St. Paul’s slate gets tougher

first_img AD Quality Auto 360p 720p 1080p Top articles1/5READ MOREWalnut’s Malik Khouzam voted Southern California Boys Athlete of the Week “Speed, speed and more speed,” St. Paul coach Marijon Ancich said about the Knights. He didn’t dwell on their size, their number of major college prospects or their depth, figuring those are common knowledge. Notre Dame (6-0, 1-0) is led by quarterback Garrett Green, a senior who just returned from a thumb injury that had limited his playing time to defense. The 6-foot-2, 202-pound speedster has rushed for 364 yards (10.1 ypc) and passed for 387 (26 for 41, 3 TDs, 2 interceptions). In the Knights’ 45-20 win over Westlake, Green rushed for 197 yards and four touchdowns on 17 carries, including a 58-yard scoring dash. Rodney Glass, another speedster, tops the Knights’ ground game with 793 yards on 90 carries (8.8 ypc) and 13 touchdowns. “They have a multitude of weapons,” Ancich said. “Our defense will have its hands full.” St. Paul (3-3, 0-1) will counter with junior running back Nicolas Grigsby, a 5-11, 180-pounder who has 831 yards and nine touchdowns on 107 carries. He has taken on added responsibility for the offense as the Swordsmen’s passing game struggled in the loss to St. Francis. “We know they’ll come after (QB Pete Gonzalez),” Ancich said. “We’ll have to pass block better and protect him if we want to do anything through the air.” Gonzalez, a 5-8, 170-pound has completed 38 of 64 passes for 611 yards and three touchdowns. That includes, however, a 2-for-12 outing good for 5 yards against St. Francis. Prior to that, he had been completing 69 percent of his passes. — Roger Murray can be reached at (562) 698-0955, Ext. 3046, or by e-mail at roger.murray@sgvn.com. 160Want local news?Sign up for the Localist and stay informed Something went wrong. Please try again.subscribeCongratulations! You’re all set! To many observers, it may appear St. Paul High School’s football team is jumping from the frying pan into the fire. Truth be told, it probably is. center_img The Swordsmen played valiantly, if not futilely, in last week’s 17-7 loss to St. Francis in their Mission League opener. St. Francis was unbeaten and ranked No. 3 in the CIF-SS Division III poll. Tonight, St. Paul plays host to Sherman Oaks Notre Dame, unbeaten and ranked No. 1 in Division III. last_img read more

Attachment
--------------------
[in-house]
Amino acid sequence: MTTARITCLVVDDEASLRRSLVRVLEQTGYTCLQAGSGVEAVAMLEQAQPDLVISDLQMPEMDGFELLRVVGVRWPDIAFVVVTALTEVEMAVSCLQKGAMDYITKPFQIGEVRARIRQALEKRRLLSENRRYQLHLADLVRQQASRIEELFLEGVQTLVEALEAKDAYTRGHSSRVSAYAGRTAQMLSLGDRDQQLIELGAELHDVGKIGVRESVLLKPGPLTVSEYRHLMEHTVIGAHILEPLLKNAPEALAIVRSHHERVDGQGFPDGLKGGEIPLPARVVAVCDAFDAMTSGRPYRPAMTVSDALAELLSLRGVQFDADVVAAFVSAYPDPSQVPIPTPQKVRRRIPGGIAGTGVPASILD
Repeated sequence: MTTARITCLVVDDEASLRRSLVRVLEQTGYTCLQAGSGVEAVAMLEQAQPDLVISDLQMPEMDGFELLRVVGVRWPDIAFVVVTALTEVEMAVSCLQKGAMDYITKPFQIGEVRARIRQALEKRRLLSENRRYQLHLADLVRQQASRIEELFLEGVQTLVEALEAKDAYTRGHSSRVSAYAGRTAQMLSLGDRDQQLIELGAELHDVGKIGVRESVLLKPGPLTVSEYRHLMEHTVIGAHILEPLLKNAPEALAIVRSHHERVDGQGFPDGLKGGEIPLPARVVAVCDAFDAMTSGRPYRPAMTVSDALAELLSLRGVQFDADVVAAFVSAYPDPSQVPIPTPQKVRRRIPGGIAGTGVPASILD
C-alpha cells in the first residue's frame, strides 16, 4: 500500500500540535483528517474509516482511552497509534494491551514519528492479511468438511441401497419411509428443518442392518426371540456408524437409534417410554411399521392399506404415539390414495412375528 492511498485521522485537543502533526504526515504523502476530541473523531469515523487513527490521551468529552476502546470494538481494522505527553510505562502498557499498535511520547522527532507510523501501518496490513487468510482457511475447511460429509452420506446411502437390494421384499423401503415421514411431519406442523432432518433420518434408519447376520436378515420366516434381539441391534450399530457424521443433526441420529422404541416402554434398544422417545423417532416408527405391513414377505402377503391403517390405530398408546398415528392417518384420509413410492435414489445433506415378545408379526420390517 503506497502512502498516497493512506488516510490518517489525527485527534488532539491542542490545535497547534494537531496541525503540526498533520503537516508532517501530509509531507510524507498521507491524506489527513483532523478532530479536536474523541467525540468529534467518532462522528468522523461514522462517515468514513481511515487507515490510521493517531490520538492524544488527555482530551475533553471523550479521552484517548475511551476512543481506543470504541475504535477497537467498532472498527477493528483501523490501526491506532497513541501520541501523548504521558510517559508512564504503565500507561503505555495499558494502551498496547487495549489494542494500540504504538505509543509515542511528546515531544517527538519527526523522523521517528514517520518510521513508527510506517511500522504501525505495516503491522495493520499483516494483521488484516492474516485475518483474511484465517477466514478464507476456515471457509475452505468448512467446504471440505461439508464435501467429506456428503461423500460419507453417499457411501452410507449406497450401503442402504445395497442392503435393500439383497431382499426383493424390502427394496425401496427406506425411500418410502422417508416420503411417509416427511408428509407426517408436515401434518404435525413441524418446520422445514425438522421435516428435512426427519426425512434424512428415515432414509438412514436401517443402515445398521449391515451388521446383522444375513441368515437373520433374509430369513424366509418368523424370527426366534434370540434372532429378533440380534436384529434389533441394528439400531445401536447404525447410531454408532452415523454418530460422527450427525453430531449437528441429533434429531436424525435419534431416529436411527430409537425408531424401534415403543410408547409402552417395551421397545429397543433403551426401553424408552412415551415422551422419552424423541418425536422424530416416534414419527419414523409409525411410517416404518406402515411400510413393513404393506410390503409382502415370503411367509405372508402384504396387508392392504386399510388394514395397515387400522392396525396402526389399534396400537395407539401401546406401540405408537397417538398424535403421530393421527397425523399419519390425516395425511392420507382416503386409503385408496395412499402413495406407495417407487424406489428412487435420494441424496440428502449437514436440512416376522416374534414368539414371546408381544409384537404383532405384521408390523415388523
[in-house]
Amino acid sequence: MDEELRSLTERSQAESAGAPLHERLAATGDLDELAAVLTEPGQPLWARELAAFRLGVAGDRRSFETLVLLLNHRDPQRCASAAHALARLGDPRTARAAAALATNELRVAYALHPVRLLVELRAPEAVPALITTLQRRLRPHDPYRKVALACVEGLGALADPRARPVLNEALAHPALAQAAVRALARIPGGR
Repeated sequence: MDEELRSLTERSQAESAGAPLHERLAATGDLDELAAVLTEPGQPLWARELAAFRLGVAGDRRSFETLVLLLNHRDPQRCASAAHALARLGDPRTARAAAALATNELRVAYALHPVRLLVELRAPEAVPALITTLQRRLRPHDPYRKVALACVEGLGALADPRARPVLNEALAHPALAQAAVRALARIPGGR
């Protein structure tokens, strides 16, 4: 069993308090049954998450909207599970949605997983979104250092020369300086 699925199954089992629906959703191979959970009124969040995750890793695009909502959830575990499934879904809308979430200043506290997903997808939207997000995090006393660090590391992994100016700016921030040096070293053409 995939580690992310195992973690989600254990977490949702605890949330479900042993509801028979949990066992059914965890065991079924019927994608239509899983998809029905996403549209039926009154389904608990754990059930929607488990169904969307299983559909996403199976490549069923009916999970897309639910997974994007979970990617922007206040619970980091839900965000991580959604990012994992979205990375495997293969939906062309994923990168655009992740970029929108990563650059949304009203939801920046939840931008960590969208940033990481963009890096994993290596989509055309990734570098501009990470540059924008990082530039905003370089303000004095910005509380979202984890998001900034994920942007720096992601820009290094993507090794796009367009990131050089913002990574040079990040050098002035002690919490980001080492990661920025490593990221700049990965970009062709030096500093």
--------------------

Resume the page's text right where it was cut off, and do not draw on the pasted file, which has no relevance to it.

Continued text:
Donegal village left in darkness after power cut

first_imgDozens of homes and businesses were left in darkness after a power cut in St Johnston this evening.The power initially weakened after 7pm before completely going.However partial power has returned to the area. The ESB is working to restore power fully.Donegal village left in darkness after power cut was last modified: October 9th, 2016 by StephenShare this:Click to share on Facebook (Opens in new window)Click to share on Twitter (Opens in new window)Click to share on LinkedIn (Opens in new window)Click to share on Reddit (Opens in new window)Click to share on Pocket (Opens in new window)Click to share on Telegram (Opens in new window)Click to share on WhatsApp (Opens in new window)Click to share on Skype (Opens in new window)Click to print (Opens in new window)last_img

SETI Needs to Read, Not Listen